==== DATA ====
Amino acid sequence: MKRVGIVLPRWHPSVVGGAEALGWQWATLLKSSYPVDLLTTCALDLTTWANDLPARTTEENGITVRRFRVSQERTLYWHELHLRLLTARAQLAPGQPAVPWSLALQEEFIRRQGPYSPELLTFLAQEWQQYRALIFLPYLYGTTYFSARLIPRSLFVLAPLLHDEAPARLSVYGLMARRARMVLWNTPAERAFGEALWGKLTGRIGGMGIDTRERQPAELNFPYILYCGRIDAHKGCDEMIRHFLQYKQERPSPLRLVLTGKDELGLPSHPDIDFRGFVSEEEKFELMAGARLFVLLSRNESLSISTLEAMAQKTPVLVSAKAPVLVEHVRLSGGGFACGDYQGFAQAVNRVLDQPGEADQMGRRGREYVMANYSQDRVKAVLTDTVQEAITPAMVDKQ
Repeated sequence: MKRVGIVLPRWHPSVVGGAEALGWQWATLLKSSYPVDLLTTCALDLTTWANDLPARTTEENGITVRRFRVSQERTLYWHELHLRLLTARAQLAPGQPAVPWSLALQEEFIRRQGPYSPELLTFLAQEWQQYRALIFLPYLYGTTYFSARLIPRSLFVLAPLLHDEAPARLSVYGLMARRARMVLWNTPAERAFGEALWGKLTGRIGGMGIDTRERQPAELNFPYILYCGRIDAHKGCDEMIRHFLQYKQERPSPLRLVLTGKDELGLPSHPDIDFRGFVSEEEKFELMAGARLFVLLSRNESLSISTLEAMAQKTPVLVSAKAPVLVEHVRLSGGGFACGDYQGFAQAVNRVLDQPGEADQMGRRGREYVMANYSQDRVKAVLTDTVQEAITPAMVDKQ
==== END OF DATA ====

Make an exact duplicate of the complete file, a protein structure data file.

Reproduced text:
Amino acid sequence: MKRVGIVLPRWHPSVVGGAEALGWQWATLLKSSYPVDLLTTCALDLTTWANDLPARTTEENGITVRRFRVSQERTLYWHELHLRLLTARAQLAPGQPAVPWSLALQEEFIRRQGPYSPELLTFLAQEWQQYRALIFLPYLYGTTYFSARLIPRSLFVLAPLLHDEAPARLSVYGLMARRARMVLWNTPAERAFGEALWGKLTGRIGGMGIDTRERQPAELNFPYILYCGRIDAHKGCDEMIRHFLQYKQERPSPLRLVLTGKDELGLPSHPDIDFRGFVSEEEKFELMAGARLFVLLSRNESLSISTLEAMAQKTPVLVSAKAPVLVEHVRLSGGGFACGDYQGFAQAVNRVLDQPGEADQMGRRGREYVMANYSQDRVKAVLTDTVQEAITPAMVDKQ
Repeated sequence: MKRVGIVLPRWHPSVVGGAEALGWQWATLLKSSYPVDLLTTCALDLTTWANDLPARTTEENGITVRRFRVSQERTLYWHELHLRLLTARAQLAPGQPAVPWSLALQEEFIRRQGPYSPELLTFLAQEWQQYRALIFLPYLYGTTYFSARLIPRSLFVLAPLLHDEAPARLSVYGLMARRARMVLWNTPAERAFGEALWGKLTGRIGGMGIDTRERQPAELNFPYILYCGRIDAHKGCDEMIRHFLQYKQERPSPLRLVLTGKDELGLPSHPDIDFRGFVSEEEKFELMAGARLFVLLSRNESLSISTLEAMAQKTPVLVSAKAPVLVEHVRLSGGGFACGDYQGFAQAVNRVLDQPGEADQMGRRGREYVMANYSQDRVKAVLTDTVQEAITPAMVDKQ